Let’s break down the common reasons for disengagements a bit more to understand how they can occur:
1) Naturally occurring situations requiring urgent attention
In complex urban scenes, it’s very common to require a split-second decision by the driver. People pop out from behind parked cars, drivers cut our AVs off at the last second, etc. Since Cruise’s top priority is safety, we instruct the driver to use their judgement and disengage if they feel it’s prudent, even if it turns out to have been unnecessary, and without penalty for doing so. We’ve put great care into designing our user interfaces so that it’s clear what the AV will do next, but sometimes things change too quickly for this to be effective in preventing a disengagement (whether it was necessary or not).
2) Driver caution, judgement, or preference
Humans aren’t perfect, sometimes a perfectly informed driver will misjudge a situation, even if they’re given accurate information about a decision the AV plans to make several seconds in the future. If they think the planned path is wrong or might be wrong, we instruct drivers to disengage. This can happen even for paths that are legal, comfortable, and predictable to other drivers. And even with a second driver actively monitoring the scene and various displays designed to convey the AV’s future intent.
3) Courtesy to other road users
We test on the streets of San Francisco, which is an extremely valuable way to quickly improve and validate our technology. We don’t take our responsibility to ensure that such testing is performed safely, respectfully, and responsibly for granted. So until our AVs meet our desired level of performance in all dimensions, we err on the side of politeness and allow our operators to disengage the AV system if they feel it’s confusing other road users. Or even if another driver is having a rough day and chooses to act aggressively. Again, safety first.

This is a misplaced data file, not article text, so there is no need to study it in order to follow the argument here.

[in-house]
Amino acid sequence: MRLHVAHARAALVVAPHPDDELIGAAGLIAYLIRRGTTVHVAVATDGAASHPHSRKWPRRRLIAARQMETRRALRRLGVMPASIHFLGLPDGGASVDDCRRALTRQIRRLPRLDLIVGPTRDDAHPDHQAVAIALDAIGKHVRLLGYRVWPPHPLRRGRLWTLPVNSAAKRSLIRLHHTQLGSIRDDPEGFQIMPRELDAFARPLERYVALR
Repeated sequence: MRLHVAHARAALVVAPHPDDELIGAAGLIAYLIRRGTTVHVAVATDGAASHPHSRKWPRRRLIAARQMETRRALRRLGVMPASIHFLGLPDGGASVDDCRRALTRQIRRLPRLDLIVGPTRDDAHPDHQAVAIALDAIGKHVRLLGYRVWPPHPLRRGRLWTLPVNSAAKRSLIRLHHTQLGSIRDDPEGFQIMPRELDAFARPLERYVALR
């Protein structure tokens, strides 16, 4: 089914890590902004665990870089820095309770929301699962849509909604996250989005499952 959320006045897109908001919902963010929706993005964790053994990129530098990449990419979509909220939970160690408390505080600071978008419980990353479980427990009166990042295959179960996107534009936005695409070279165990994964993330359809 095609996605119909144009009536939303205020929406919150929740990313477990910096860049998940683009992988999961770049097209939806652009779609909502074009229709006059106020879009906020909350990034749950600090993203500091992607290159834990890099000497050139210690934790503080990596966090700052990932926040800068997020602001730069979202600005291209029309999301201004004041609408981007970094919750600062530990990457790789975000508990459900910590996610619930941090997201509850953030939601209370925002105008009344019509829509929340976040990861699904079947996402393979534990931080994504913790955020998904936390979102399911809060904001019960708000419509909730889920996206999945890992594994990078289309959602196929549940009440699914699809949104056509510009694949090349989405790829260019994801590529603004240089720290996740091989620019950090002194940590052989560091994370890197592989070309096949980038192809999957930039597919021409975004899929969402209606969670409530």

4) True AV limitations or errors
These are situations where the AV’s action or inaction may have led to a collision or other significant issue, and are sometimes reportable to the DMV. It’s physically impossible for AVs to avoid all collisions or interpret every situation exactly like a human driver would, but our AVs are improving rapidly and we’re not far off from beating the average human driver and ultimately achieving a level of safety performance substantially better than that of even the world’s best human drivers.
All this isn’t to say that disengagements should be completely ignored. Even if a disengagement occurred for a reason other than an AV error, it can still be important. In order to validate an AV’s performance in tough situations, we need to understand what the AV would have done after the disengagement in the absence of any human intervention. We use multiple ways to analyze data from disengagements. Sometimes it’s sufficient to examine what the AV was planning to do at the exact moment of disengagement, such as whether the AV was planning to stop or that it was correctly tracking an object in the distance.